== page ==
Writing to Music: Immersion and Concentration

The track provided above is something of a gem of a find for me, found entirely through my social networks and sharing (Google+ demonstrates its worth mere days into full swing!).  Whilst I’ve not seen the film — I have heard of it, however — after listening to this track, and realising the artist is also responsible for “Requiem for a Dream” (I honestly forget its origins, save for use in about a thousand Lord of the Rings trailers, both on the internet (fan-made) and in official use, and I’m uncertain as to whether or not it actually featured in the films, though I expect not), I decided to look into the whole soundtrack for the film (The Fountain). I was not disappointed.

The whole soundtrack is excellent: not an all-purpose writing soundtrack, by any means, as the tracks are much in the same vein as this one, however it is still an emotive collection of tracks that can lend itself to a variety of themes, scenes or moods. It’s always good to have multi-purpose music, as you find as a writer, that from time to time a track can equally fit Situation A, as well as it fits Situation B. The handy thing is having adaptable music. Why, though?

Over time, as you hammer away at the keyboard, toiling away, whatever music you choose can become part of the background: the music is heard, but not entirely listened to. When this happens with tracks suited to the themes and scenes of a novel, the music becomes familiar and you become “comfortable” with the music that you will essentially, potentially, spend a good number of hours listening to in the background whilst you work. Some tracks are perfect for the idea of scenes, but if the music itself is too invasive, if it doesn’t sit neatly in the background, filtering into your senses, then it can pose problems for writerly immersion — and worse, concentration.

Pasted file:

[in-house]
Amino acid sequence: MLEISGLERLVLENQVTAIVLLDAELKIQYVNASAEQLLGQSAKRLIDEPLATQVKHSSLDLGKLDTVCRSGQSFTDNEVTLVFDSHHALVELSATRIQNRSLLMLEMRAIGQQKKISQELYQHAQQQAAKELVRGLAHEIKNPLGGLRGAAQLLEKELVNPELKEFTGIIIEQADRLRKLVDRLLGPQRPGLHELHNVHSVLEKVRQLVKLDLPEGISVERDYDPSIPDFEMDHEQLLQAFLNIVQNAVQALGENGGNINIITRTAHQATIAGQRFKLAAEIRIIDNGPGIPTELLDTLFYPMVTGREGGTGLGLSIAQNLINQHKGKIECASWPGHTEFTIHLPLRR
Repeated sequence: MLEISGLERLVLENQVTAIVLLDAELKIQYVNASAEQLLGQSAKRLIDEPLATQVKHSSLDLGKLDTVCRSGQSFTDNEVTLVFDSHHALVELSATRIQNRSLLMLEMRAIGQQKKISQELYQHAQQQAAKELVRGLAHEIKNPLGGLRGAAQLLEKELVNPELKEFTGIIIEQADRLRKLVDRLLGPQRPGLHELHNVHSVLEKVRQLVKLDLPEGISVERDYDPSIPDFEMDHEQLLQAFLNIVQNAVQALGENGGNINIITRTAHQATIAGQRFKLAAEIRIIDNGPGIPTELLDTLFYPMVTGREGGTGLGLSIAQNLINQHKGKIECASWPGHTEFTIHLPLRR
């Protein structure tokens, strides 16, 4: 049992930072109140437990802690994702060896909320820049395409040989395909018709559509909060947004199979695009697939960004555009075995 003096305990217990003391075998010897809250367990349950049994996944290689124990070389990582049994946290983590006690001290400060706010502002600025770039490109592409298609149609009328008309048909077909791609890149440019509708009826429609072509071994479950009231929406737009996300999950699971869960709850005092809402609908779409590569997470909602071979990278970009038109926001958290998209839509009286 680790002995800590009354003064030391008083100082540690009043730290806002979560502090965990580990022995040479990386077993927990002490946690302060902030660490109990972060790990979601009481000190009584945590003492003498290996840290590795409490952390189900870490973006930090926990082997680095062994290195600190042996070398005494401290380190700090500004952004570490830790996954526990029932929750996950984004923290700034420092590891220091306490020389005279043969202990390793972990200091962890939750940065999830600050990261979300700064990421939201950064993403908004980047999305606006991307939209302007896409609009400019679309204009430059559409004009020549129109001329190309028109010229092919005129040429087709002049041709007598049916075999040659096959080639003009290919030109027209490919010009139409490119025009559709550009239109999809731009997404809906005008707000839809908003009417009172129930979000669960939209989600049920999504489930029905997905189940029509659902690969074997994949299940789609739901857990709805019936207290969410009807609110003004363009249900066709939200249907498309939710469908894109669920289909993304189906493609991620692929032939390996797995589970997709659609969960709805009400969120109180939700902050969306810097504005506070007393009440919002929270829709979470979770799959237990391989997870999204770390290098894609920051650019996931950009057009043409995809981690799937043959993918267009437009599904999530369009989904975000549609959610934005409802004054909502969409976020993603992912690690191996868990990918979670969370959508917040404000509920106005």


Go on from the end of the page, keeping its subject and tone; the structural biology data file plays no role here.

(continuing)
If you cannot concentrate to a track, no matter how perfect it might be, it will render itself useless by defeating the object. Occasionally there are instances where this can work, and usually this relates to battle scenes, or scenes of heightened tension that require the writer to be far more “on edge” whilst writing. These are usually the scenes that progress at snail-pace, a handful of words at a time — usually edited at time of writing — grinding out words on the page until finally the goal is reached. The lack of total immersion can be helpful here.

Usually I find that rather than boasting a massive, varied track-list, I prefer my iTunes “writing” playlist to consist of a few excellent tracks. Depending on the project, these are usually soundtrack pieces, or, if vocals are present, the language is not English. For example, a medieval folk band called Faun provides a good and constant stream of “in-keeping” music that slowly fades into the background as I write: there are vocals, but the language varies from Gaelic to Gaulish, and thus despite the “voices” throughout, the immersion is not lost and concentration is not broken. Quite the contrary, I normally don’t realise when the track changes, as my concentration is focused entirely on my writing, and not needlessly on the music.